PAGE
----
Localizing 2-categories about a single morphism

This question is a straight-up reference request, but of course I will be grateful for an answer in the event that no references are readily available. Consider a strict $2$-category $\mathbf{C}$ and assume the existence of a $1$-morphism $f:x \to y$ in $\mathbf{C}$ from some object $x$ to some object $y$ and moreover that there are no morphisms from $y$ back to $x$.

That is to say, $f$ is an object in the category $\mathbf{C}(x,y)$ of morphisms from $x$ to $y$ while the category $\mathbf{C}(y,x)$ is empty. To avoid set-theoretic issues, one can safely assume that $\mathbf{C}$ is hopelessly finite: there are finitely many objects, finitely many $1$-morphisms between any pair of objects, and finitely many $2$-morphisms between any pair of $1$-morphisms. Here's the question:

Is there a clean description of the $2$-cells in the localization $f^{-1}\mathbf{C}$ of $\mathbf{C}$ at the single morphism $f$?

I know that the objects are the same as those of $\mathbf{C}$, and it is clear that the $1$-morphisms in $f^{-1}\mathbf{C}$ from $w$ to $z$ are given by formally augmenting the old morphisms $\mathbf{C}(w,z)$ with "new ones" of the form $gf^{-1}h$ where $g:w \to y$ and $h:x \to z$. But what are the $2$-cells? I can describe them in an unweildy case-by-case manner (i.e. old-to-new, new-to-new,...) but was hoping for something nicer that can also be used as a reference.

I'd be happy with a reference that handles the more general case of localizing about a larger collection $W$ of morphisms, but what I am not looking for is the case when $W$ forms a multiplicatively closed set.

• In mathoverflow.net/questions/160061/… I refer to a three author paper. This paper announced another paper about a 2-category constructed from a given one by adjoining adjoints. This would be related, but nothing was published. But perhaps adjoining inverses rather than adjoints is a simpler task. – Dimitri Chikhladze Jun 6 '14 at 1:16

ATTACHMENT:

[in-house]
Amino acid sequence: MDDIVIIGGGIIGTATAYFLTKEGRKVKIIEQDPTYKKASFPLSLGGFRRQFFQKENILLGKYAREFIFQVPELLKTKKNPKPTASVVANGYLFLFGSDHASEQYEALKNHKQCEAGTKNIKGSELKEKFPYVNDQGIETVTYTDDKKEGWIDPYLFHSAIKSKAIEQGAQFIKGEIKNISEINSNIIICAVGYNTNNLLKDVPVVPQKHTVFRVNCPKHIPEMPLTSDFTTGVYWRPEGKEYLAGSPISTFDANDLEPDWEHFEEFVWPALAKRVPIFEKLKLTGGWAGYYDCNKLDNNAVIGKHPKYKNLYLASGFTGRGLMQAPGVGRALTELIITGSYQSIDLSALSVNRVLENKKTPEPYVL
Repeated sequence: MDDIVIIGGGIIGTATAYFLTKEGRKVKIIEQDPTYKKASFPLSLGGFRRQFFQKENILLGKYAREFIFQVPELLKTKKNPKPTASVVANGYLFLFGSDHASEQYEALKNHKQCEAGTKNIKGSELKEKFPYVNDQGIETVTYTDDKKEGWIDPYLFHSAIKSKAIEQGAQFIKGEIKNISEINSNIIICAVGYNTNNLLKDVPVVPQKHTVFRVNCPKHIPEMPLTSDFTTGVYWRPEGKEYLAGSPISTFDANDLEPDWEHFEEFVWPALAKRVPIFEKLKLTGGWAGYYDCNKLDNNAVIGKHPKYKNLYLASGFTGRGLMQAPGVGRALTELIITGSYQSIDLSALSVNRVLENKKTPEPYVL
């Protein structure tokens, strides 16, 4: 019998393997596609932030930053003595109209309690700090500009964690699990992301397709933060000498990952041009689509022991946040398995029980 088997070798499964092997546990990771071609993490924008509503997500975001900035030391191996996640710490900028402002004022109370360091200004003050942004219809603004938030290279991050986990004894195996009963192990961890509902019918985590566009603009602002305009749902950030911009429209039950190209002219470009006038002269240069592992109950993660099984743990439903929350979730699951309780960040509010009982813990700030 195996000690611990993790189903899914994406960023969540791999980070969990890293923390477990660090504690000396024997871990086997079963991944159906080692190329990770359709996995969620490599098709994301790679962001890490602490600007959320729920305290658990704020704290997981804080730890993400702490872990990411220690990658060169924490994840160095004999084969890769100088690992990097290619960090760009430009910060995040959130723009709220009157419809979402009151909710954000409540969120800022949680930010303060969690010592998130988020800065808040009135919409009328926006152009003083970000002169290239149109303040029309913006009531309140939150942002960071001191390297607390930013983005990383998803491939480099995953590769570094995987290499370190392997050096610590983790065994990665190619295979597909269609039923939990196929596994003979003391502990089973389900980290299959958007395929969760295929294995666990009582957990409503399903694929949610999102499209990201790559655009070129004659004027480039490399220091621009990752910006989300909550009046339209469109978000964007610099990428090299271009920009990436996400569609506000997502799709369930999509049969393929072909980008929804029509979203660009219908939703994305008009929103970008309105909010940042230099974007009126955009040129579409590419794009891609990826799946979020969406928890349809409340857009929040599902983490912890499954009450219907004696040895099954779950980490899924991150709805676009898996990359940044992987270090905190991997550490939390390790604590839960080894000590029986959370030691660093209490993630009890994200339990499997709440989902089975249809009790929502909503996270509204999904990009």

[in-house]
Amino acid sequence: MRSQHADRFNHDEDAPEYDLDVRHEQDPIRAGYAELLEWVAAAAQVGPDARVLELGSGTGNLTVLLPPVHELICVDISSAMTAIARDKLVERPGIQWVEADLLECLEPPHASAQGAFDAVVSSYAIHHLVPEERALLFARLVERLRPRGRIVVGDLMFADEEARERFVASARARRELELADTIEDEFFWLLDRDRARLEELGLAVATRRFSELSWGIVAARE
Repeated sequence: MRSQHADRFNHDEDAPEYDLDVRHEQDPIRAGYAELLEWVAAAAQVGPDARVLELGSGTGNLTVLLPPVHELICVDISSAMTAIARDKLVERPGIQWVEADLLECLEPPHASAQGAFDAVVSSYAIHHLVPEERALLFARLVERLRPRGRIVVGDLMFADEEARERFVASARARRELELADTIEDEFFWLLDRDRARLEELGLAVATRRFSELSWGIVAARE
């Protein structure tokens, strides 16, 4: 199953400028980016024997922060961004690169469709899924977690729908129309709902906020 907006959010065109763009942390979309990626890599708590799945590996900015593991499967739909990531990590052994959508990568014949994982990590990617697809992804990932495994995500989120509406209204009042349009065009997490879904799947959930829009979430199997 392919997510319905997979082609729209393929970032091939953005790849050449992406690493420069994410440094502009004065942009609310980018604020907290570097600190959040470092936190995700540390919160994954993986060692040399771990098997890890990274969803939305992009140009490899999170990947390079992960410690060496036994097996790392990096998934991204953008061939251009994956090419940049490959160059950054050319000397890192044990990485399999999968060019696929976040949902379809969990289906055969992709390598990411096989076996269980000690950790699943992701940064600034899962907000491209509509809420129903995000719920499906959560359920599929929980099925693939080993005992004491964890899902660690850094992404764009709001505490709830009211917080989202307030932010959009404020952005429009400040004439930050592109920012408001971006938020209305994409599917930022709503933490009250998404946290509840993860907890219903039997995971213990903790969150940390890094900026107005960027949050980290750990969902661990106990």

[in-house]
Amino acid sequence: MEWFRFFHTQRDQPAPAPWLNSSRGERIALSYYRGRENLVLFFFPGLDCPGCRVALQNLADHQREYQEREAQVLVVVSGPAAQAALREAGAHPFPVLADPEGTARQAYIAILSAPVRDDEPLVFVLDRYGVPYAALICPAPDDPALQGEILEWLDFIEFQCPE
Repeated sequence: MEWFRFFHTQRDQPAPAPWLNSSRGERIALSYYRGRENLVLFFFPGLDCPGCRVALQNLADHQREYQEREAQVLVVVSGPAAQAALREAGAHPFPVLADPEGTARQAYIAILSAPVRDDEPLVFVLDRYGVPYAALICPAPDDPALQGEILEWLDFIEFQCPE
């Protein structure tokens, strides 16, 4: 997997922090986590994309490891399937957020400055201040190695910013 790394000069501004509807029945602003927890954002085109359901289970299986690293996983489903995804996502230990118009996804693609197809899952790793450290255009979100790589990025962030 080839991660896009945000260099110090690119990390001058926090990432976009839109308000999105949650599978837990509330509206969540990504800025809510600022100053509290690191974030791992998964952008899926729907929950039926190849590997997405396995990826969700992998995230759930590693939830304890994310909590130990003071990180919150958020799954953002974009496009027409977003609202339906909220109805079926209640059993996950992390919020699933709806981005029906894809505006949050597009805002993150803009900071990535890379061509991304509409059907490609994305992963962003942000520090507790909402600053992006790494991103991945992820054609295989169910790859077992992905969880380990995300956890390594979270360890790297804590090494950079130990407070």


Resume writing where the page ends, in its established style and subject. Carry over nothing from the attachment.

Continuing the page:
• Good question! I've thought about localisations of 2-categories, but only in a special setup disjoint from this case. – David Roberts Jun 10 '14 at 4:21
• What exactly is the universal property you would require from your localization..? – Piotr Pstrągowski Jun 10 '14 at 8:49
• @PiotrPstrągowski I'm even happy with the strict one: namely, there should be a strict 2-functor from the base category to the localization at f so that any other functor which sends f to an isomorphism factors through it. – Vidit Nanda Jun 10 '14 at 10:49
• @DavidRoberts Thanks! Actually I did look at your paper (1402.7108) before posting this question but yes, your setup there is essentially disjoint from mine. – Vidit Nanda Jun 10 '14 at 14:14

In your setup you want the coinverter of the 2-arrow $$f\colon x \Rightarrow y \colon \ast \to \mathbf{C}$$ where $x$ and $y$ are the constant functors at the named objects, and the natural transformation has as only component the 1-arrow $f$. As Bourke mentions, this can be constructed from coinserters and coequifiers (these are described on previous pages). Since you are dealing with a particularly small class of arrows this may be not as tricky as it first sounds.